Formal allegations

Where the PCRC deems it appropriate to proceed the complaint it will notify the Practitioner and the Complainant of the formal allegations in writing. 

Both parties will at this time asked whether they require additional support or assistance through the procedure, and whether they wish to supply any additional information. Where additional support is requested the PCRC will consider the most appropriate solution and advise the party/parties accordingly.

The Practitioner must formally respond to the allegations in writing within 28 days of notification. The Complainant will be provided with a copy of the Member’s formal response to the allegations.

The Practitioner may, in their response, request that the complaint be dealt with by way of consensual disposal. The PCRC shall consider whether it is appropriate to deal with the complaint by means of consensual disposal; it may also recommend handling via this process, subject to the agreement by all parties.

Where the Practitioner does not provide a formal response in accordance with the above the PCRC may add an additional allegation that the Practitioner has failed to co-operate with their obligations to The Register.

Consensual Disposal

The Professional Standards Authority defines Consensual Disposal as “Consensual disposal is the means by which regulatory panels and registrants can avoid the need for a contested hearing by reaching agreement to conclude cases by deciding in private the outcome that the panel would most likely have reached if hearings were to be contested and held in public.”

If it is agreed by all that the complaint is dealt with by means of consensual disposal, there will be no formal Hearing of the complaint. However, the ultimate outcome or agreement will be deemed to be a disciplinary decision and notified as such to the Complainant. In addition, the outcome will be published in accordance with the conditions of the Register’s Professional Conduct Notices.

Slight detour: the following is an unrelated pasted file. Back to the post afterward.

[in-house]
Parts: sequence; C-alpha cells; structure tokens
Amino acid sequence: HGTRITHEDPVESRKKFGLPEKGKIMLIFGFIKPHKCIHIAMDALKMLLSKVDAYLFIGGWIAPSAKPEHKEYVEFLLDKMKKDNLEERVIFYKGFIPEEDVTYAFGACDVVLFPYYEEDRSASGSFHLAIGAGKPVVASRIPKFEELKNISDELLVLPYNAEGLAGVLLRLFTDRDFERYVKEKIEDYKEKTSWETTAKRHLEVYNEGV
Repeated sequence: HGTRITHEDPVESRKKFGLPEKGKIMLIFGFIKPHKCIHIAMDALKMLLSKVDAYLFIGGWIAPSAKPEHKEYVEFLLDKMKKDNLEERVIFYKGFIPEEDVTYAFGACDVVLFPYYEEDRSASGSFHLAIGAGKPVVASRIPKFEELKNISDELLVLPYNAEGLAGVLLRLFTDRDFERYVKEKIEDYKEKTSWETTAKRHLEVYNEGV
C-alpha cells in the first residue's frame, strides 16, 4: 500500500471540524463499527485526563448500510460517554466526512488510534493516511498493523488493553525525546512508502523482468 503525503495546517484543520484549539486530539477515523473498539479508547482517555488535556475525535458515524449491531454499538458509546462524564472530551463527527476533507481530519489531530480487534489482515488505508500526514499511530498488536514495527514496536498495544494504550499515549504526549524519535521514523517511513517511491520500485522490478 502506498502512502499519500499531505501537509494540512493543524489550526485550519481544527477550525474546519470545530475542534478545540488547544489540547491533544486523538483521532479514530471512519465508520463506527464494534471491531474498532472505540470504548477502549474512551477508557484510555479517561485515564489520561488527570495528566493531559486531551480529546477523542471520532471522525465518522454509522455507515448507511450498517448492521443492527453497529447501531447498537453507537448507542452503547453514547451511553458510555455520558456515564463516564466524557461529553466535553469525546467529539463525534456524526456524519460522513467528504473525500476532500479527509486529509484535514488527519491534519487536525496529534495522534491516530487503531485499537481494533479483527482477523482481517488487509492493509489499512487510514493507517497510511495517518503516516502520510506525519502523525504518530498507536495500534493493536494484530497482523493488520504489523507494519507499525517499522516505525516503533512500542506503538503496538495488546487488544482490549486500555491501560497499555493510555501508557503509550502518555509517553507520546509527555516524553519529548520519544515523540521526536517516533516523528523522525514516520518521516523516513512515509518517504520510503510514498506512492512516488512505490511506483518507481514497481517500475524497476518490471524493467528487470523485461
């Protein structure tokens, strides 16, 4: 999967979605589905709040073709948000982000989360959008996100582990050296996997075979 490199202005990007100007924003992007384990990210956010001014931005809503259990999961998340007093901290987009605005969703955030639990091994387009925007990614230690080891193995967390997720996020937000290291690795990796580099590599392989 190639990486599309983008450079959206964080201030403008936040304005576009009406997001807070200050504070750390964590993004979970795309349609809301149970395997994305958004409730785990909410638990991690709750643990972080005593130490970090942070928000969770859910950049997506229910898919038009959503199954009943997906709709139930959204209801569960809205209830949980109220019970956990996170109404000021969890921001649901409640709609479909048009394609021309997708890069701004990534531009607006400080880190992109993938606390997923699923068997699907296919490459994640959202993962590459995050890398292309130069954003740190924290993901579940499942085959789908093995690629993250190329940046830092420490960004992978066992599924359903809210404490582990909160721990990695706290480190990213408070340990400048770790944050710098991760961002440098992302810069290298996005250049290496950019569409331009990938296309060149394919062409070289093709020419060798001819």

Where the complaint is recognised as being one of Malpractice then the complaint cannot be resolved through consensual disposal.  

Any material breach of the terms of the consensual disposal agreement by the Practitioner will be referred to our Sanctions Policy and may result in termination of registration with readmission not being permissible for at least three years. Such a decision will be published in accordance with the Register’s conditions of Professional Conduct Publication.

Referral for Disciplinary Hearing

If no agreement is reached request is made for consensual disposal, or in the process no outcome is agreed, and where the outcome of tests (1) to (3) under “Investigation and Assessment” above warrant proceeding to Hearing.

The outline of the Hearing process is set out below.

Where there are no allegations of professional misconduct, the PCRC will consider the need to undertake a less formal practice review.

Depending on the nature of the complaint and the outcome of either any practice review or disciplinary Hearing a number of actions are available for recommendation in-line with the Sanctions Policy, these are: